Half-way through the three-year scheme which could save new employers up to £50k in national insurance payments, less than 4% of the 400,000 firms expected to benefit have signed up.
Another job creation programme, the Regional Growth Fund, has recently been found to have supported only 14% of the 300,000 jobs it was intended to ‘safeguard’.
Both schemes were aimed at promoting businesses and jobs across the UK. The Regional Growth Fund is spending £2.4 billion across England between 2011 and 2015 and is intended to protect or create hundreds of thousands of jobs.
The Regional Employer National Insurance Contributions Holiday for new businesses is available to firms which commence operating between 22 June 2010 and 5 September 2013, and which are based outside the south-east of England.
Speaking about the poor take-up of the national insurance holiday scheme, Roy Maugham, tax partner at accountants UHY Hacker Young, said: “Government estimates for how many businesses would apply to take part have proved to be wildly optimistic.”
Government encouraged to broaden scope of the national insurance holiday
The Federation of Small Businesses wants eligibility for the national insurance holiday scheme to be extended to firms already operating, and currently employing less than four people. There have also been suggestions that it could be extended to cover the entire country, taking in the south-east and in particular, London.
Either of these actions could help it achieve the initial predictions of supporting the generation of up to 800,000 jobs, at an average of 2 per new business. With less than 14,000 businesses actually taking part at the half-way point, it’s looking like the scheme may only be credited with less than 60,000 jobs over its three years.
Not only is the take up alarmingly low, it’s also declining. In the last quarter of 2011, 4,300 new firms applied for the holiday, but that fell to just 2,605 in the first three months of 2012. The scheme is currently predicted to cost the government £105 million in reduced national insurance revenue.
Regional Growth Fund is also under-performing on jobs
The National Audit Office report into the Regional Growth Fund finds that is has not allowed firms to benefit from as many new jobs as forecast. The watchdog found: “The Fund has not optimised value for money because a significant proportion of the £1.4 billion was allocated to projects that offer relatively few jobs for the money invested.”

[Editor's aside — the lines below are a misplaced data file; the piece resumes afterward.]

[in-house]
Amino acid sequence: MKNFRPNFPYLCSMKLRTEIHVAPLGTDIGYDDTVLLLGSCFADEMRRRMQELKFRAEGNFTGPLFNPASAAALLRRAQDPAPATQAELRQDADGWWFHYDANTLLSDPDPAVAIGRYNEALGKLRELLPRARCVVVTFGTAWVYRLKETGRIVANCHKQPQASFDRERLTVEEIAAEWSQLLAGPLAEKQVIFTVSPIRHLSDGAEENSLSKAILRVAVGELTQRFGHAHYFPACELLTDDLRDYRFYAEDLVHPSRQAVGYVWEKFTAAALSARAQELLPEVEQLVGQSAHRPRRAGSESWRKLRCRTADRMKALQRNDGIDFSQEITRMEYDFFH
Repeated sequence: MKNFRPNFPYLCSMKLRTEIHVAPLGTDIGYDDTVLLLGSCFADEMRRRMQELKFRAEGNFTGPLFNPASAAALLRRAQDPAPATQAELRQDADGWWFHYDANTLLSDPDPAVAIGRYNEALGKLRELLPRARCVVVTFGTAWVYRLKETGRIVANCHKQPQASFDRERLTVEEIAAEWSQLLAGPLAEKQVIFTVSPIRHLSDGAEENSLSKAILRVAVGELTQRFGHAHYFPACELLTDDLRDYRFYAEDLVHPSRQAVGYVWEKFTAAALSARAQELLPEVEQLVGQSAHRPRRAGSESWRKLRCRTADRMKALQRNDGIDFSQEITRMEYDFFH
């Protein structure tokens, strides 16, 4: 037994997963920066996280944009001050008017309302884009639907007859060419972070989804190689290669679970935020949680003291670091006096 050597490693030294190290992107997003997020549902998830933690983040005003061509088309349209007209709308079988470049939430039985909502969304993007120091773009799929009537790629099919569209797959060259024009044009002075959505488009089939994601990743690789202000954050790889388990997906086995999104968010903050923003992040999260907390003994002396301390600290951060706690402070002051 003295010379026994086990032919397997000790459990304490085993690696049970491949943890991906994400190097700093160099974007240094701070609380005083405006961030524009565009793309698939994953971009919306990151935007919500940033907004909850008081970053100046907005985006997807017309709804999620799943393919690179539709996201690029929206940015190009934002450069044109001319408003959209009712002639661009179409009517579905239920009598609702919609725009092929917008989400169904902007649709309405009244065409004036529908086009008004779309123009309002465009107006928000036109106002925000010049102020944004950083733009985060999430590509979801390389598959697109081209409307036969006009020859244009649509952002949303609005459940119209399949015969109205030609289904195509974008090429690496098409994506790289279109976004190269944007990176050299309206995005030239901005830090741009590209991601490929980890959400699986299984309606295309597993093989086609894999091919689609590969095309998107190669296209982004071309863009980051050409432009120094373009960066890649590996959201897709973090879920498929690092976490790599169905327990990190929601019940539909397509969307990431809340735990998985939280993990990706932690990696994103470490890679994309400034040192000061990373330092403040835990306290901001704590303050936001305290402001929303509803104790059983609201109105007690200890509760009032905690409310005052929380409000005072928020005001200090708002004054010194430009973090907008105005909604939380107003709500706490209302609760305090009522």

The money is going to firms of all sizes and stages in their life-cycle, where it is costing anything from £4,000 to £200,000 to create a single job. An additional £1 billion is now being put into the fund to continue the support for businesses.
The head of the National Audit Office, Amyas Morse, said: “To achieve better value for money from the further £1 billion now available, the government should develop more challenging targets for the number of jobs projects should generate relative to their cost.”
Other measures being recommended to improve the effectiveness of both the Regional Growth Fund and employers’ national insurance holiday is better marketing to both existing firms and entrepreneurs planning a start-up.
Talking of the gap between the expected and actual take up, Roy Maugham said: “Either the Government overestimated the number of eligible new businesses that would be set up or it simply isn’t getting the message to businesses that they can benefit from the scheme.”
National insurance holiday scheme not working: http://www.telegraph.co.uk/finance/yourbusiness/9265236/Failing-NICs-holiday-scheme-in-steep-decline.html
NIC scheme eligibility (HMRC): http://www.hmrc.gov.uk/paye/intro/nics-holiday/eligibility.htm#1
National insurance cost: http://www.publications.parliament.uk/pa/cm201213/cmhansrd/cm120514/text/120514w0002.htm
Regional growth fund: http://www.bis.gov.uk/rgf
National Audit Office press release: http://www.nao.org.uk/publications/press_notice_home/1213/121317.aspx
This is a guest post by Jasper Martens from Simply Business who offer a range of Invoice Finance solutions.